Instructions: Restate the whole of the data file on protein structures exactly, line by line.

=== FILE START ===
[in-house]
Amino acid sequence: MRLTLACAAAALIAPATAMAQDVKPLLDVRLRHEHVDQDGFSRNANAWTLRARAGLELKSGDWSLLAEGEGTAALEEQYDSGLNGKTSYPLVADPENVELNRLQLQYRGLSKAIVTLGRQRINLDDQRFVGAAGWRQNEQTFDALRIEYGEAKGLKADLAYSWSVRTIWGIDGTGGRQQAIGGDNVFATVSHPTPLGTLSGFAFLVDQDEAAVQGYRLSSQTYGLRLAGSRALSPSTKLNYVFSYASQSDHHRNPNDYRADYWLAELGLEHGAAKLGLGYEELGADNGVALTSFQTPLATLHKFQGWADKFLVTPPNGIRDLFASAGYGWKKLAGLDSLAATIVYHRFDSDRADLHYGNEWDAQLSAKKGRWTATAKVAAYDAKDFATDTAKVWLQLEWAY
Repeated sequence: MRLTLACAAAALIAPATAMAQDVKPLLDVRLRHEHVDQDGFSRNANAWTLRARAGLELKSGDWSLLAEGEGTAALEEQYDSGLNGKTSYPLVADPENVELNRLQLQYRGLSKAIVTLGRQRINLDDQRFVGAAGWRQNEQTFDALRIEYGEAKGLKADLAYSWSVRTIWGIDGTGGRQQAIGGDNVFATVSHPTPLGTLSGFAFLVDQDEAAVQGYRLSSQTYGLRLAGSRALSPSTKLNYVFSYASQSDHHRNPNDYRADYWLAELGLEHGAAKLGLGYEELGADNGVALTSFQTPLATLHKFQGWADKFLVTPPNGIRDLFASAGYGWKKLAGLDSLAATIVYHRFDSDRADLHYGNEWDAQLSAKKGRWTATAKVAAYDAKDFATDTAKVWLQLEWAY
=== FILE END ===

[in-house]
Amino acid sequence: MRLTLACAAAALIAPATAMAQDVKPLLDVRLRHEHVDQDGFSRNANAWTLRARAGLELKSGDWSLLAEGEGTAALEEQYDSGLNGKTSYPLVADPENVELNRLQLQYRGLSKAIVTLGRQRINLDDQRFVGAAGWRQNEQTFDALRIEYGEAKGLKADLAYSWSVRTIWGIDGTGGRQQAIGGDNVFATVSHPTPLGTLSGFAFLVDQDEAAVQGYRLSSQTYGLRLAGSRALSPSTKLNYVFSYASQSDHHRNPNDYRADYWLAELGLEHGAAKLGLGYEELGADNGVALTSFQTPLATLHKFQGWADKFLVTPPNGIRDLFASAGYGWKKLAGLDSLAATIVYHRFDSDRADLHYGNEWDAQLSAKKGRWTATAKVAAYDAKDFATDTAKVWLQLEWAY
Repeated sequence: MRLTLACAAAALIAPATAMAQDVKPLLDVRLRHEHVDQDGFSRNANAWTLRARAGLELKSGDWSLLAEGEGTAALEEQYDSGLNGKTSYPLVADPENVELNRLQLQYRGLSKAIVTLGRQRINLDDQRFVGAAGWRQNEQTFDALRIEYGEAKGLKADLAYSWSVRTIWGIDGTGGRQQAIGGDNVFATVSHPTPLGTLSGFAFLVDQDEAAVQGYRLSSQTYGLRLAGSRALSPSTKLNYVFSYASQSDHHRNPNDYRADYWLAELGLEHGAAKLGLGYEELGADNGVALTSFQTPLATLHKFQGWADKFLVTPPNGIRDLFASAGYGWKKLAGLDSLAATIVYHRFDSDRADLHYGNEWDAQLSAKKGRWTATAKVAAYDAKDFATDTAKVWLQLEWAY